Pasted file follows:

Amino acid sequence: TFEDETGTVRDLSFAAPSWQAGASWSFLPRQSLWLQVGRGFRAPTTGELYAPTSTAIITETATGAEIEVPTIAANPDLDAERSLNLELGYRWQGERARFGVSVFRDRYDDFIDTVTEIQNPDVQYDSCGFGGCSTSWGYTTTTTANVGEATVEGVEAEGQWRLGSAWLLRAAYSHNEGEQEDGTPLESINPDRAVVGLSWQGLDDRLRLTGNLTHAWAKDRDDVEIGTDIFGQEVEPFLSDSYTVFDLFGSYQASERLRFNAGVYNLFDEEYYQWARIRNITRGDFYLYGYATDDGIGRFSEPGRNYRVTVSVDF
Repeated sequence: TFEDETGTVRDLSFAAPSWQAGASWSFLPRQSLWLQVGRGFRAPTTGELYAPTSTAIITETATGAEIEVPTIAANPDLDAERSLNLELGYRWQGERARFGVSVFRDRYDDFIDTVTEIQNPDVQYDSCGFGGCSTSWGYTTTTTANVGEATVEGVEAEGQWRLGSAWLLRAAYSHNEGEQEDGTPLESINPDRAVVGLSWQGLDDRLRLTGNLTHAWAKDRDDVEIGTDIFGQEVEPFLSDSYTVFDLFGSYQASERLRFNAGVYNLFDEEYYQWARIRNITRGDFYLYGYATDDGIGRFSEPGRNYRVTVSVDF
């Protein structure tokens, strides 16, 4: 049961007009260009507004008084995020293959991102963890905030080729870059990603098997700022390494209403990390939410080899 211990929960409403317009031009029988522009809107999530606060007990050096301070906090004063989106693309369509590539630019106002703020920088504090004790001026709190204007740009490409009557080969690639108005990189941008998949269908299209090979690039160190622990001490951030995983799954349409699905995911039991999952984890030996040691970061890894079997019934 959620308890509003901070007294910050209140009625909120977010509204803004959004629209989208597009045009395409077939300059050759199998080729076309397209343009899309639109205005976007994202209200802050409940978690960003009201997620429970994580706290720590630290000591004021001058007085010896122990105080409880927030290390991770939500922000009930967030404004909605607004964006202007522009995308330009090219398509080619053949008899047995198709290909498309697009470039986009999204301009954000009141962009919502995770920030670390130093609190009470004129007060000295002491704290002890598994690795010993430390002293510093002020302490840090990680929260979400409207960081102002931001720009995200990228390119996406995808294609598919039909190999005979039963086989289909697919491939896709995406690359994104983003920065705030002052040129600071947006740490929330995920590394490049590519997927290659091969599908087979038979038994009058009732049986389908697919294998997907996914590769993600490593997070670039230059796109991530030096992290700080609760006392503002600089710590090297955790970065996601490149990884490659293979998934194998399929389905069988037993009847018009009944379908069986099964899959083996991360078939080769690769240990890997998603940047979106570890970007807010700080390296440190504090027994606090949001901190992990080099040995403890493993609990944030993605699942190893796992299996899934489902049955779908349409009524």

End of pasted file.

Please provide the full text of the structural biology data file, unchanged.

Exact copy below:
Amino acid sequence: TFEDETGTVRDLSFAAPSWQAGASWSFLPRQSLWLQVGRGFRAPTTGELYAPTSTAIITETATGAEIEVPTIAANPDLDAERSLNLELGYRWQGERARFGVSVFRDRYDDFIDTVTEIQNPDVQYDSCGFGGCSTSWGYTTTTTANVGEATVEGVEAEGQWRLGSAWLLRAAYSHNEGEQEDGTPLESINPDRAVVGLSWQGLDDRLRLTGNLTHAWAKDRDDVEIGTDIFGQEVEPFLSDSYTVFDLFGSYQASERLRFNAGVYNLFDEEYYQWARIRNITRGDFYLYGYATDDGIGRFSEPGRNYRVTVSVDF
Repeated sequence: TFEDETGTVRDLSFAAPSWQAGASWSFLPRQSLWLQVGRGFRAPTTGELYAPTSTAIITETATGAEIEVPTIAANPDLDAERSLNLELGYRWQGERARFGVSVFRDRYDDFIDTVTEIQNPDVQYDSCGFGGCSTSWGYTTTTTANVGEATVEGVEAEGQWRLGSAWLLRAAYSHNEGEQEDGTPLESINPDRAVVGLSWQGLDDRLRLTGNLTHAWAKDRDDVEIGTDIFGQEVEPFLSDSYTVFDLFGSYQASERLRFNAGVYNLFDEEYYQWARIRNITRGDFYLYGYATDDGIGRFSEPGRNYRVTVSVDF
């Protein structure tokens, strides 16, 4: 049961007009260009507004008084995020293959991102963890905030080729870059990603098997700022390494209403990390939410080899 211990929960409403317009031009029988522009809107999530606060007990050096301070906090004063989106693309369509590539630019106002703020920088504090004790001026709190204007740009490409009557080969690639108005990189941008998949269908299209090979690039160190622990001490951030995983799954349409699905995911039991999952984890030996040691970061890894079997019934 959620308890509003901070007294910050209140009625909120977010509204803004959004629209989208597009045009395409077939300059050759199998080729076309397209343009899309639109205005976007994202209200802050409940978690960003009201997620429970994580706290720590630290000591004021001058007085010896122990105080409880927030290390991770939500922000009930967030404004909605607004964006202007522009995308330009090219398509080619053949008899047995198709290909498309697009470039986009999204301009954000009141962009919502995770920030670390130093609190009470004129007060000295002491704290002890598994690795010993430390002293510093002020302490840090990680929260979400409207960081102002931001720009995200990228390119996406995808294609598919039909190999005979039963086989289909697919491939896709995406690359994104983003920065705030002052040129600071947006740490929330995920590394490049590519997927290659091969599908087979038979038994009058009732049986389908697919294998997907996914590769993600490593997070670039230059796109991530030096992290700080609760006392503002600089710590090297955790970065996601490149990884490659293979998934194998399929389905069988037993009847018009009944379908069986099964899959083996991360078939080769690769240990890997998603940047979106570890970007807010700080390296440190504090027994606090949001901190992990080099040995403890493993609990944030993605699942190893796992299996899934489902049955779908349409009524």